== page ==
With Libya a stalemate, removing Gaddafi the fastest way to end the fighting

Regime change, removing Moammar Gaddafi and his family from power in Tripoli, is not the military mission of the United States, NATO and their other coalition partners. But, ironically, getting rid of the Libyan dictator would seem to be the only quick way to end what now appears to be a stalemate between the forces of the opposition and Gaddafi loyalists.

It’s time to be frank: The fastest way to end the fighting is to remove Gaddafi.

Gen. Carter F. Ham, the former U.S. commander of coalition Libyan operations, told a Senate Armed Services Committee hearing that he would not recommend regime change be added to the military mission there.

“It would make the investment and extent of American involvement much more uncertain than it is today,” said Ham, who heads Africa Command. Adding regime change to the mission would also probably end support for Libyan operations from the U.N. Security Council, some NATO countries and the Arab League, he said.

However, in response to questions, Ham said, “[Gaddafi’s] removal by any means would end this relatively quickly.”

Ham frankly assessed as “a low likelihood” the opposition being able to get to Tripoli and replace Gaddafi by force. But he agreed with Sen. Lindsey O. Graham (D-S.C.) that the most likely scenario for success is that Gaddafi’s inner circle would force his departure, rather than the opposition forces gaining a military victory.

His testimony reflected statements made two weeks ago by Defense Secretary Robert M. Gates. A former CIA director and longtime intelligence analyst, Gates suggested scenarios for ending Gaddafi’s reign that included: “a member of his own family kills him or one of his inner circle kills him, or the military fractures, or the opposition, with the degradation of Gaddafi’s military, rises up again and is successful.”

French forces may have set the pattern, aiding in the arrest of the errant Ivory Coast president, Laurent Gbagbo, in his bunker in Abidjan, the country’s commercial capital. Forces loyal to Alassane Ouattara, winner of the recent election, took Gbagbo into custody, and news reports said Gbagbo’s forces had announced they would give up their weapons and end the fighting.

Ham said that while he was commander there was no attempt to go after the Libyan dictator individually. “We made no effort at tracking him personally or attacking him,” Ham said. But he did say attacks on Tripoli were directed at regime command-and-control targets, some of which are in Gaddafi’s home compound. He described Libya’s 32nd Brigade as a “very specific target for us.” It is commanded by Gaddafi’s youngest son, Khamis, and considered “the regime’s inner protective force,” according to Ham.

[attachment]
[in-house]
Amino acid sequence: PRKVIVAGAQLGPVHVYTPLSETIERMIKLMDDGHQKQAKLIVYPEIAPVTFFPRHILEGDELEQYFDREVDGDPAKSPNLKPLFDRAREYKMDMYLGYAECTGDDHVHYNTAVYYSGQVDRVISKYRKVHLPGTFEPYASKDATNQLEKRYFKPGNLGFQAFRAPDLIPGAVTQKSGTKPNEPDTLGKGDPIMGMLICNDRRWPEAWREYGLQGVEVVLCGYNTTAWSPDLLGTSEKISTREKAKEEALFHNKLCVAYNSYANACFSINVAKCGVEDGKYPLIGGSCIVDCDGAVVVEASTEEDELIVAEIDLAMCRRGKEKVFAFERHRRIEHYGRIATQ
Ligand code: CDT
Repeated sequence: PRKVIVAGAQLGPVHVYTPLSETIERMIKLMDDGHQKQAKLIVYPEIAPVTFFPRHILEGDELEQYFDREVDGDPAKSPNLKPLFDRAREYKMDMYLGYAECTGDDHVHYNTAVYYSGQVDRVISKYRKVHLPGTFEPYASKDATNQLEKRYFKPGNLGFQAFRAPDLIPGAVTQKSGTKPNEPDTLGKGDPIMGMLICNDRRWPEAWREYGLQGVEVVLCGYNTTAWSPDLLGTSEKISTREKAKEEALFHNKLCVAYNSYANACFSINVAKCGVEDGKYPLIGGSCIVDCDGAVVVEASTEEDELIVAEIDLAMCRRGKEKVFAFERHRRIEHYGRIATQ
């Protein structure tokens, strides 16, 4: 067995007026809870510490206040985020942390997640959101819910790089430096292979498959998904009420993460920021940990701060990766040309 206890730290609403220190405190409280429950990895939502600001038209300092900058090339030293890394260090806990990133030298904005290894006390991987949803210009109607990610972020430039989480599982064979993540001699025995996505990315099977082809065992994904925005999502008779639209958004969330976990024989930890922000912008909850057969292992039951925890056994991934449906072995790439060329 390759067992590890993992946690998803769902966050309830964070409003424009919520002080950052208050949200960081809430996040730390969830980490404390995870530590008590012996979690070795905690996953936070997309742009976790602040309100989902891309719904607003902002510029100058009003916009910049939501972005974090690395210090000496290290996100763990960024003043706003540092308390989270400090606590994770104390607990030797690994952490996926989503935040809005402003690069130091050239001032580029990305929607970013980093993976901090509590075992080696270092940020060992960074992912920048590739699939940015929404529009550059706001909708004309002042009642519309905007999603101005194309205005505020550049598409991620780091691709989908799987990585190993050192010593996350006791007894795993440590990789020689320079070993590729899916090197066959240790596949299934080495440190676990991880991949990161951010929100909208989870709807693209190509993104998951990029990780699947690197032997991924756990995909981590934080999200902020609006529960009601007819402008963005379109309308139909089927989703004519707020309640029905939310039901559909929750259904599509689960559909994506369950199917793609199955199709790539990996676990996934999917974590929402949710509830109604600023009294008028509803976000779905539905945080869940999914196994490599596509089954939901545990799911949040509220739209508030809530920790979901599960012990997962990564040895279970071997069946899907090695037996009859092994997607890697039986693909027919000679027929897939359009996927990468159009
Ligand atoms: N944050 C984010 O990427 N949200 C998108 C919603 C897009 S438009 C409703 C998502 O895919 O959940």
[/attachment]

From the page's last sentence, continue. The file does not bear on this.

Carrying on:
Asked by Sen. Carl Levin (D-Mich.) what would be needed if the mission were expanded to include getting rid of Gaddafi, Ham responded that it would require a “pretty significant” increase in intelligence collection just to track him. He is “a difficult target . . . because this is a very practiced individual in terms of concealing movements,” the general said, and the human intelligence involved would probably require agents on the ground in Libya.

Ham also said it would require military forces “able to act on very, very short notice to intelligence” if Gaddafi were located. Sending in a team to grab Gaddafi was an option that would be “the most precise and the less likely to have civilian casualties or additional collateral damage, but very, very difficult to execute.”

Earlier, Ham had referred to the difficulty in finding Gaddafi in 1986 when, after a Libyan bombing of a German nightclub that killed U.S. servicemen, the Reagan administration went after him. U.S. planes bombed Gaddafi’s home compound, killing one of his children, but Gaddafi was not hit.

The hearing raised several other issues worth considering.

Ham confirmed reports that as many as 20,000 shoulder-fired, antiaircraft rockets had been in Libyan military warehouses before the uprising began in February. “Many of those we know are now not accounted for, and that’s going to be a concern for some period of time,” he said, because some may have been taken to other countries.

One published source of the missing-rockets story was Idriss Deby, the president of Chad, who is friendly to Gaddafi. He told the African weekly Jeune Afrique in late March that some were in the hands of al-Qaeda in the Maghreb, the North African terrorist group that supports Osama bin Laden. Itno did not know how many of the rockets were missing but told the publication he was “100 percent sure” of his assertion.

The missing rockets are not a great threat to U.S. and NATO aircraft now flying over Libya, because they operate generally at altitudes higher than the effective range of the missing shoulder-fired antiaircraft systems. The longer-term threat, according to Ham, is “if these systems were to be controlled by violent extremist organizations.”

He said intelligence assets are trying to track where those systems may have been taken and how they’re stored and under whose control. In collaboration with regional partners, the United States would “try to take action to get them out of extremist hands,” he said.

In response to Graham’s question as to why the coalition has not yet destroyed Libyan television broadcast facilities that Gaddafi had been using effectively to send out his own propaganda message, Ham said a strike would involve unacceptable civilian casualties.

 
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